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Why do rainbows have purple light?


The three primary colors of light are Red, Green, and Blue. Science tells us that we can create any 'color' of light by mixing varying amounts of those three colors. Red & Green make yellow light, green and blue make turquoise light, and red and blue make purple light. All the color combinations found in a rainbow, therefore make sense--except violet. If Red light has the 'longest' wavelength, putting it at one end of the spectrum, and blue light has the 'shortest' wavelength (of the primary colors of light, that is), putting it at the opposite end of the spectrum. In order to make purple light, you need red and blue. Red is obviously not repeated, so WHY do we have violet (purple) in the rainbow?

3140 day(s) ago

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Larry
Visible light makes up only a small part of the electromagnetic spectrum, which is a broad range of light and energy that surrounds us in the universe. What we see as white light is actually made of smaller components of light such as red, yellow, blue, and so on, each of which has its own frequency, or wavelength. Rainbows are meteorological phenomena in which tiny droplets of water act like prisms as sunlight shines through them at a low angle. As the light from the sun enters a water droplet, its light is first refracted, or bent. After that, the light is reflected off the back of the water droplet and then back out of the other side of the droplet. A droplet of water, like a prism or any other object through which light can pass, has a quality which is known as a refractive index. As the different wavelengths of light that make up white light pass through the prism or water droplet, some each individual wavelength of light is bent at a slightly different angle, producing the pattern of the rainbow which we see. In a rainbow, the colors are arranged in the following order: red, orange, yellow, green, blue, indigo, and violet.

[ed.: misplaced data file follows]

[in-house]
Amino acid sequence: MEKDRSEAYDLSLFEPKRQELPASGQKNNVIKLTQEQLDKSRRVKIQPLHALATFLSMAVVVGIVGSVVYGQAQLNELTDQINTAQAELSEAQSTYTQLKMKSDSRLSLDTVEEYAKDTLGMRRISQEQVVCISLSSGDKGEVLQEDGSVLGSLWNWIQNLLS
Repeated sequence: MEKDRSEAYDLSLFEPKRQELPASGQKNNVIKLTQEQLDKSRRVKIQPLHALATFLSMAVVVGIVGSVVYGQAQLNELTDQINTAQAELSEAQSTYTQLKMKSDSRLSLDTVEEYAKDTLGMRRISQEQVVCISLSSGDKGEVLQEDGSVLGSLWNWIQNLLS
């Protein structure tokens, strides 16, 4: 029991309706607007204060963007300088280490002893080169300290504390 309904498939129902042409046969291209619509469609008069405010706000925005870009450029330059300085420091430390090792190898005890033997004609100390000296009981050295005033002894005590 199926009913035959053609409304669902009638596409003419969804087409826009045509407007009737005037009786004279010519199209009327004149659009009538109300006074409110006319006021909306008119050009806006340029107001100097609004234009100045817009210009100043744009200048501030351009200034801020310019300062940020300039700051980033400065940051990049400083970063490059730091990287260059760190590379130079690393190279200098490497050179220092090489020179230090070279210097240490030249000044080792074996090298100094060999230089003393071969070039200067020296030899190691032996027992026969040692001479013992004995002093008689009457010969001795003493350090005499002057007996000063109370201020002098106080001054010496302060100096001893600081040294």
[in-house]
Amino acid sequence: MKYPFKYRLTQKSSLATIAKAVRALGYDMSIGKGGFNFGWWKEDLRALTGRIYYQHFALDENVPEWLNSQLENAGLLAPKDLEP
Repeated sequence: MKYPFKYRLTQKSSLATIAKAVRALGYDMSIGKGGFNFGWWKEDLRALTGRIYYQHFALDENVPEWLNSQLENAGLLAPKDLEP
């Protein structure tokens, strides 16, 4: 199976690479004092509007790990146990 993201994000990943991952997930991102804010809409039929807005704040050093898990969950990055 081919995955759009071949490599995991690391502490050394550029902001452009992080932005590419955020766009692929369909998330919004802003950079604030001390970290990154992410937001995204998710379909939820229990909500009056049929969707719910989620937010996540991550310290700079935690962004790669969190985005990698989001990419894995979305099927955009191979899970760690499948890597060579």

One of the biggest sources of confusion that results from observing the way the colors are organized in the rainbow is that the order is counter-intuitive to our basic understanding of color theory from art class. In elementary school art class, we are taught that by combining certain colors, it is possible to create new ones. For example, combining yellow and blue produces green, while mixing red and blue makes purple. In a rainbow, this fact seems to play out as orange is sandwiched between red and yellow and green between blue and yellow. But, how is it possible for blue and red to be at opposite ends of the rainbow, yet produce purple next to blue? Does the rainbow somehow wrap around at the ends beyond our perception? No. The answer is that color theory and the science of rainbows and light spectra are paradoxically unrelated. In truth, the rainbow is just used as something familiar to relate to the color wheel, which serves as the basis for color theory, the science of mixing certain colors to get new ones. In color theory, the red and blue are just brought together in order to create a nicely unified color wheel, when in reality, there are invisible wavelengths past blue and past the red side of the spectrum.

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